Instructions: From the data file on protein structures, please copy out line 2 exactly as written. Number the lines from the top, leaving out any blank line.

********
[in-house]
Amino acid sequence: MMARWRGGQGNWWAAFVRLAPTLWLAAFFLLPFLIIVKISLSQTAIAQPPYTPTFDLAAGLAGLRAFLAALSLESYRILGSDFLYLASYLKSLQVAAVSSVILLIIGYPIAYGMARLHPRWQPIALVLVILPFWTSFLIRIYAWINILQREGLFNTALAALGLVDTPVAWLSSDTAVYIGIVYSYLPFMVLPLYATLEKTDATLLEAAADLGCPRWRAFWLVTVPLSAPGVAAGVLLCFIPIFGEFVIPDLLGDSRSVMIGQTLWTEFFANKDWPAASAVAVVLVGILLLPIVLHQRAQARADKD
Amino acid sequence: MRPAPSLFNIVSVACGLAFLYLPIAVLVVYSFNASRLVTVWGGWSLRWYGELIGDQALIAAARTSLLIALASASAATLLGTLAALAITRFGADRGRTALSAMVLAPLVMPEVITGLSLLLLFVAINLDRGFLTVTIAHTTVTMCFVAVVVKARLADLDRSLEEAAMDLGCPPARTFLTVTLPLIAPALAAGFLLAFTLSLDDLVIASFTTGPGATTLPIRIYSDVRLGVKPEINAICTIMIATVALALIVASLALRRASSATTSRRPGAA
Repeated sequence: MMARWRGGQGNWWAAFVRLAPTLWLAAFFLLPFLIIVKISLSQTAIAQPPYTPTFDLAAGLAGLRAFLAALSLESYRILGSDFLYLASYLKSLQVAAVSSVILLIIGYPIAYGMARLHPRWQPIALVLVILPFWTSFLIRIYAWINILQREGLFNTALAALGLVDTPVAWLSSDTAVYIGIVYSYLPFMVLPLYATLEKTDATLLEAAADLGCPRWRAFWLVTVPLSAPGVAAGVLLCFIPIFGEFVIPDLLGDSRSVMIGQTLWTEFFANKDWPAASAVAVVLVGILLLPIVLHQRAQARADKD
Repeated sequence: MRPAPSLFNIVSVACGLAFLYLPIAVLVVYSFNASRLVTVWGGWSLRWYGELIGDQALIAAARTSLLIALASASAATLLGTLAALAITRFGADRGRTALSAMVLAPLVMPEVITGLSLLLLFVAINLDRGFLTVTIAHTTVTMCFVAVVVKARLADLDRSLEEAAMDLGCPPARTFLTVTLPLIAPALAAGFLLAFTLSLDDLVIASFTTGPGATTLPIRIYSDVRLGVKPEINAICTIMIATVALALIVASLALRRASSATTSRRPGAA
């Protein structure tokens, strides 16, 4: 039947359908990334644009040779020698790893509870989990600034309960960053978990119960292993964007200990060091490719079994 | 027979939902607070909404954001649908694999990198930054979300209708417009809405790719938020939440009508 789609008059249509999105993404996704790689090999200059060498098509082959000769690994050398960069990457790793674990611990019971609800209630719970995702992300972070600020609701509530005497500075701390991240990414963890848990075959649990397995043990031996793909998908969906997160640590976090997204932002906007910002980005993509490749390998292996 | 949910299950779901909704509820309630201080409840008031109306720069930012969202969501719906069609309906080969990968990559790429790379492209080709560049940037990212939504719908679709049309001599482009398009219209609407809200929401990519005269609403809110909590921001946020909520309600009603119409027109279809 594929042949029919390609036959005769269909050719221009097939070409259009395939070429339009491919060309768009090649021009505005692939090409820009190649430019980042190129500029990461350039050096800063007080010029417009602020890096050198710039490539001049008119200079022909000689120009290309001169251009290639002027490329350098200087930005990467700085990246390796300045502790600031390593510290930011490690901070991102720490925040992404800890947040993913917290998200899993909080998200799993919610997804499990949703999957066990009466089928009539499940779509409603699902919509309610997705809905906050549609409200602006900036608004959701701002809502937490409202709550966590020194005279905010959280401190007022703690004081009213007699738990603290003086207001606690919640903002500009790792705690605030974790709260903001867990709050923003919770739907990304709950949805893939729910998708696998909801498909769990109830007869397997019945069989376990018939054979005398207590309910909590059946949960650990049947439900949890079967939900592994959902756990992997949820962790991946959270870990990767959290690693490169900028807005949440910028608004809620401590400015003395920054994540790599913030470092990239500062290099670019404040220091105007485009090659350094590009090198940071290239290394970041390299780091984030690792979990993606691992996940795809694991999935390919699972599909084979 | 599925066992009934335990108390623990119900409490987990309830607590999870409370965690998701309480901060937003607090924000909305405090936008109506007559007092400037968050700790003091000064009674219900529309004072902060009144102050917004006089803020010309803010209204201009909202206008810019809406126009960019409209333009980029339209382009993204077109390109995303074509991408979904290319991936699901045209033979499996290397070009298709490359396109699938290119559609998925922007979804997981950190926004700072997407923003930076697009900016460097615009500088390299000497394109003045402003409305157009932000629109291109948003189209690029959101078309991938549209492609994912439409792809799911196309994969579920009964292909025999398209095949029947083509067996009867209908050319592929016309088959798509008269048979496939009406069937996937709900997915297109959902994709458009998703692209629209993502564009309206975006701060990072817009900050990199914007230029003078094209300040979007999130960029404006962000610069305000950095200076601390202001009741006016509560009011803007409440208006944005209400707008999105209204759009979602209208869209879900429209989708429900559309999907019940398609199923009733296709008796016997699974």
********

Amino acid sequence: MMARWRGGQGNWWAAFVRLAPTLWLAAFFLLPFLIIVKISLSQTAIAQPPYTPTFDLAAGLAGLRAFLAALSLESYRILGSDFLYLASYLKSLQVAAVSSVILLIIGYPIAYGMARLHPRWQPIALVLVILPFWTSFLIRIYAWINILQREGLFNTALAALGLVDTPVAWLSSDTAVYIGIVYSYLPFMVLPLYATLEKTDATLLEAAADLGCPRWRAFWLVTVPLSAPGVAAGVLLCFIPIFGEFVIPDLLGDSRSVMIGQTLWTEFFANKDWPAASAVAVVLVGILLLPIVLHQRAQARADKD